“History gives us an optimistic outlook on how deadly viruses, such as the 1918 Spanish Flu pandemic that killed 50 million people worldwide, to recent epidemics like SARS, A/H1N1 influenza and MERS-CoV, which generally began with high infection or fatality rates, but become manageable over time.”

He added that the nation could expect a return to normalcy by December as the people learned to co-exist with the virus.

“It is the right direction to slowly open up the economy. The virus is probably here to stay.

“When there is an outbreak of cases, it has to be dealt with a localised approach, for instance by imposing the Enhanced Movement Control Order.

“Besides, the World Health Organisation advocates lockdown only for short durations to ease the healthcare system.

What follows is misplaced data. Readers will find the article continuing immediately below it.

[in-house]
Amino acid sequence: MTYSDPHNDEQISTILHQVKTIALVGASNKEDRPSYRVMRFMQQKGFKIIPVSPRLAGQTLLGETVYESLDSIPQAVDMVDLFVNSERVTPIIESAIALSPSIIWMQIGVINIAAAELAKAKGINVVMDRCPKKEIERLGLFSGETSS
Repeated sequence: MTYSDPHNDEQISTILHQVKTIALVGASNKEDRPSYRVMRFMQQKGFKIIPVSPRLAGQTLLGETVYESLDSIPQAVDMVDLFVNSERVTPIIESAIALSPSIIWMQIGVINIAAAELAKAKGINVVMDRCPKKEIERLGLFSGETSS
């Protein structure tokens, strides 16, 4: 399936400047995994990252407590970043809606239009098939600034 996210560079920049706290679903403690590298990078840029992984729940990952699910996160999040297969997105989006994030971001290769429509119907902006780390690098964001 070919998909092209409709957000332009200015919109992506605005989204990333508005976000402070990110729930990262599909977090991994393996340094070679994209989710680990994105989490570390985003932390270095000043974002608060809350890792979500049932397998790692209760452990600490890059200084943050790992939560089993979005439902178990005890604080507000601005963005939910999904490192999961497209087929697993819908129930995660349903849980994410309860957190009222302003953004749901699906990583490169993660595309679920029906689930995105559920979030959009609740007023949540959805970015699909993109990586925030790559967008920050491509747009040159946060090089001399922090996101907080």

“Practising and sustaining basic public hygiene measures will be a major preventive measure to curtail Covid-19 and other respiratory illnesses.”

He added that workplaces could gradually open up, but enforcement agencies like the Health Ministry and the Occupational Safety and Health Department needed to step up their health education and enforcement activities.

“There are numerous unanswered questions with regard to Covid-19. Many scientists predict Covid-19 to become endemic. It is likely that enough people will gain immune protection from immunisation and from natural infection. It may mimic influenza, such that there will be fewer transmissions and much fewer Covid-19-related hospitalisations and death.”